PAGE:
Pathogenesis of Helicobacter pylori Infection
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Pathogenesis of Helicobacter pylori Infection
The gastrointestinal tract represents an important barrier between human hosts and microbial populations. One potential consequence of host-microbial interactions is the development of mucosal inflammation. A paradigm for such chronic host-microbial relationships is carriage of Helicobacter pylori, Gram-negative bacteria that colonize the stomachs of humans and primates. H. pylori colonization induces chronic gastritis in essentially all hosts, a process that increases the risk of developing peptic ulceration, distal gastric adenocarcinoma, and gastric mucosal lymphoproliferative disease. However, only a small percentage of persons carrying H. pylori develop clinical sequelae; enhanced risk may be related to differences in expression of specific bacterial products, to variations in the host inflammatory response to the bacteria, or to specific interactions between host and microbe (Ref.1).

The whole genome of H. pylori consists of several putative virulence factors, including VacA (Vacuolating cytotoxin A), IceA, OipA, HrgA, LPS (Lipopolysaccharide), and NAP (Neutrophil Activating Protein). The CagPAI (Cag Pathogenicity Island), a complex of Cag genes (CagE, CagG, CagH, CagI, CagL, and CagM) coding 40-kb protein is a major virulence factor of H. pylori. This lesion codes for the Type IV secretion machinery system forming a cylinder-like structure connected to epithelial cells. Many virulence gene products or other interactive proteins are transferred into the host cells via this system (Ref.2). The single layer of epithelial cells that lines the gastric mucosa is the initial site of interaction between the host and H. pylori. During infection, the bacterium enters the gastric lumen where the urease allows survival in the acidic environment by producing ammonia molecules that buffer cytosolic and periplasmic pH as well as the surface layer around the bacterium. The flagella propel the helicoidal bacterium into the mucus layer and allow it to reach the apical domain of gastric epithelial cells, to which it sticks using specialized adhesins. H. pylori then inject the CagA protein into the host cells by Type IV secretion system and release other toxic factors such as VacA and HP-NAP (H. pylori NAP). VacA induces alterations of tight junctions and the formation of large vacuoles. The HP-NAP crosses the epithelial lining and recruits neutrophils and monocytes, which extravasate and cause tissue damage by releasing ROIs (Reactive Oxygen Intermediates). Injected Cag proteins cause alteration of the cytoskeleton, pedestal formation and signal the nucleus to release proinflammatory lymphokines, which amplify the inflammatory reaction with recruitment of lymphocytes and further induce the release of ROIs. The combined toxic activity of VacA and of ROIs leads to tissue damage that is enhanced by loosening of the protective mucus layer and acid permeation. VacA also inserts into mitochondrial membranes and induce CytoC (Cytochrome-C) release, and activate the Caspase3-dependent cell-death signaling cascade (Ref.3). Another mechanism by which H. pylori can stimulate apoptosis is by inducing expression of the cell-surface receptor Fas and FasL (Fas Ligand). The pathogen can also bind to class MHC-II (Major Histocompatibility Complex-II) molecules on the surface of gastric epithelial cells, inducing their apoptosis. H. pylori urease and porins may contribute to extravasation and chemotaxis of neutrophils. The gastric epithelium of H. pylori-infected person has enhanced levels of IL-1Beta (Interleukin-1Beta), IL-2, IL-6, IL-8, IL-12 and TNF-Alpha (Tumor Necrosis Factor-Alpha). Among these, IL-8, a potent neutrophil-activating chemokine expressed by gastric epithelial cells, apparently has a central role. H. pylori strains carrying the Cag-PAI induce a far stronger IL-8 response than Cag-negative strains, and this response depends on activation of NF-KappaB (Nuclear Factor-kappaB) and the early-response transcription factor Activating Protein-1 (Ref.4). Macrophages that participate in IL-8 production produce proinflammatory cytokines involved in the activation of the recruited cells, in particular T Helper cells (TH0, TH1, and TH2). In turn, TH1-type cytokines such as Ifn-Gamma (Interferon-Gamma) induce the expression of MHC-II and accessory molecules B7-1 and B7-2 by epithelial cells, making them competent for antigen presentation. The cytotoxin VacA and Fas-mediated apoptosis induced by TNF-Alpha leads to disruption of the epithelial barrier, facilitating translocation of bacterial antigens and leading to further activation of macrophages. Cytokines produced by macrophages can also alter the secretion of mucus, contributing to H. pylori-mediated disruption of the mucous layer. TNF-Alpha, IL-1Beta, Ifn-Gamma and PLA2 (Phospholipase-A2) increases gastrin release, causes alterations in mucus glycoproteins and stimulate parietal and enterochromaffin cells and acid secretion. TNF-Alpha also induces a decrease in the number of antral D cells, leading to decreased somatostatin production and indirectly enhancing acid production (Ref.5).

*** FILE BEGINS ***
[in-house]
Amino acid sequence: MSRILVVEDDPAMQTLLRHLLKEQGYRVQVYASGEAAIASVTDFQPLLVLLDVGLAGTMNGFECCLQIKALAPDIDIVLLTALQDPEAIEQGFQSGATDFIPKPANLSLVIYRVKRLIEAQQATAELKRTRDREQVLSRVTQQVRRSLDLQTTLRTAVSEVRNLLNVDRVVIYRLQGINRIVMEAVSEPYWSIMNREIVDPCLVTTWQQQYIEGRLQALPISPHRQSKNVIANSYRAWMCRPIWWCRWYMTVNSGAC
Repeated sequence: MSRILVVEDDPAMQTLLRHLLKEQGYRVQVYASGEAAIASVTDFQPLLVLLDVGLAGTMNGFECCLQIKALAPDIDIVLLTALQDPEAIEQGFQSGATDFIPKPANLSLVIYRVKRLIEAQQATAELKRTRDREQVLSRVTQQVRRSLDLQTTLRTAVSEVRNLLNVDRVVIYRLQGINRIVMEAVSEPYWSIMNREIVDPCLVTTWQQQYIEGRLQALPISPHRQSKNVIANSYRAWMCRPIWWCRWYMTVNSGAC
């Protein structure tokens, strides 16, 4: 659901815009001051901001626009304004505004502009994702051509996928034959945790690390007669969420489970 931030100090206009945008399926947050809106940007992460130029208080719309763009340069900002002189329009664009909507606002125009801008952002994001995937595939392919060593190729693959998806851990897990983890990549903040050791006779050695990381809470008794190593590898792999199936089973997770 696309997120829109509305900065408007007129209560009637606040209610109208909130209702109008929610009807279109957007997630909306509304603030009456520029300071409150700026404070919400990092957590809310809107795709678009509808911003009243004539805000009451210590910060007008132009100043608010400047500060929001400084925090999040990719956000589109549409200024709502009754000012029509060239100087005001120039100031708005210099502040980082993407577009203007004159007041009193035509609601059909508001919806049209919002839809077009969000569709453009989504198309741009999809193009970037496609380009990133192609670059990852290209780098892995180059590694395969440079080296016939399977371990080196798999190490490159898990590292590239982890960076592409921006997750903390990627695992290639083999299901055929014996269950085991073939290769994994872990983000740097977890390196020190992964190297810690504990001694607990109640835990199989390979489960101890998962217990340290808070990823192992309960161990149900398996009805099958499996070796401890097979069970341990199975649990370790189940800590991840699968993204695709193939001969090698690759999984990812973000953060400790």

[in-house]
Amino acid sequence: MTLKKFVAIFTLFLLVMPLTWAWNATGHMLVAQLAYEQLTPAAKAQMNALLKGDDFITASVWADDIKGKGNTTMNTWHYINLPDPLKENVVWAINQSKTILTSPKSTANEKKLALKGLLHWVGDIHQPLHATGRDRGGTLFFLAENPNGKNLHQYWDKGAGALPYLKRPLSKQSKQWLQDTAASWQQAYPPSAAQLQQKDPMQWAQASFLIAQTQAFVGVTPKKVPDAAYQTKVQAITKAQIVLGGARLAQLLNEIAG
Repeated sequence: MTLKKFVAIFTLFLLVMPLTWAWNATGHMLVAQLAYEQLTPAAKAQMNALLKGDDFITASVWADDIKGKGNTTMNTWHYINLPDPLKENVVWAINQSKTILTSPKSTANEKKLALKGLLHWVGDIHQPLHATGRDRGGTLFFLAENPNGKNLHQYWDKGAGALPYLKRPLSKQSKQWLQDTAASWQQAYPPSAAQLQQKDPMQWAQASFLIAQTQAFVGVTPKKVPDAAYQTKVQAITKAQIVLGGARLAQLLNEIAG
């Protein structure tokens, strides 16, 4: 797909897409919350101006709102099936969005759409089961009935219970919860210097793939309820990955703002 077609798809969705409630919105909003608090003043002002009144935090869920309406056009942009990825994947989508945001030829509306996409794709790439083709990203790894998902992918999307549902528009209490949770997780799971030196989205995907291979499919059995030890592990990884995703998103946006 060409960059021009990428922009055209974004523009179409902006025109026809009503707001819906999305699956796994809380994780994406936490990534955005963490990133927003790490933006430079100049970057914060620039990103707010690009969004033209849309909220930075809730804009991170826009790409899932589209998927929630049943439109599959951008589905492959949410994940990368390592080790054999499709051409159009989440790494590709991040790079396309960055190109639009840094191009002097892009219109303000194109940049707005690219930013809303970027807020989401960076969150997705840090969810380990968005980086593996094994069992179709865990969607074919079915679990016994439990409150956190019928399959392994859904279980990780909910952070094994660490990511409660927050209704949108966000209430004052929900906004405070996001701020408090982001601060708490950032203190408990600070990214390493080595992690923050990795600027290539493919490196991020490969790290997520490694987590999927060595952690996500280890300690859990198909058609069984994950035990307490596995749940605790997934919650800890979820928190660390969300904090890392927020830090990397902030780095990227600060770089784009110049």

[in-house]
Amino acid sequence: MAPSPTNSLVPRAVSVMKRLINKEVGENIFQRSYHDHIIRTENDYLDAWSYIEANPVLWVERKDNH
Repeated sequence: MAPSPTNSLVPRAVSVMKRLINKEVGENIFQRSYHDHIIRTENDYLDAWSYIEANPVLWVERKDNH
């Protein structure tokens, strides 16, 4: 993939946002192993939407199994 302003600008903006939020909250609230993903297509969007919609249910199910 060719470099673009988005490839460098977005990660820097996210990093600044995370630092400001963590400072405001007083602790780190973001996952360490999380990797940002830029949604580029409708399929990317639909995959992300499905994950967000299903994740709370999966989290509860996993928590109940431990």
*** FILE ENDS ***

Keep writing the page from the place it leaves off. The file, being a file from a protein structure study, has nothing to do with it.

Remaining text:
H. pylori infection in humans represents a serious public health concern. The WHO (World Health Organization) classifies this bacterium as a Type 1 carcinogen. The clinical course of H. pylori infection is highly variable and is influenced by both microbial and host factors. The pattern and distribution of gastritis correlate strongly with the risk of clinical sequelae, namely duodenal or gastric ulcers, mucosal atrophy, gastric carcinoma, or gastric lymphoma. Patients with antral-predominant gastritis, the most common form of H. pylori gastritis, are predisposed to duodenal ulcers, whereas patients with corpus-predominant gastritis and multifocal atrophy are more likely to have gastric ulcers, gastric atrophy, intestinal metaplasia, and ultimately gastric carcinoma. In addition, several non-gastrointestinal tract diseases associated with H. pylori infection include diabetes mellitus, thyroiditis, heart diseases, rheumatoid arthritis, dermatological disorders, hepatic encephalopathy, childhood anemia and several more (Ref.6). H. pylori are also associated with stomach cancer and a rare type of lymphocytic tumor of the stomach called MALT (Mucosa-Associated Lymphoid Tissue) lymphoma. Genetic variability in host factors such as gender, blood group antigens, human lymphocyte antigen type, and the age of the host when the infection was acquired play a primary role in determining different clinical outcomes. Environmental factors may also play a role in the outcome of the infection. Socioeconomic class, which affects living conditions and sanitation, may increase the risk of exposure to the bacterium. Tobacco smoking increases the risk of duodenal ulceration for patients infected with H. pylori. Accurate tests for the detection of H. pylori infection include blood antibody tests, UBT (Urea Breath Test), stool antigen tests and endoscopic biopsies. The UBT is a safe, easy, and accurate test for the presence of H. pylori in the stomach. The breath test relies on the ability of H. pylori to break down urea into carbon dioxide which is eliminated from the body in the breath. Endoscopy is also an accurate test for diagnosing H. pylori as well as the inflammation and ulcers that it causes (Ref.1).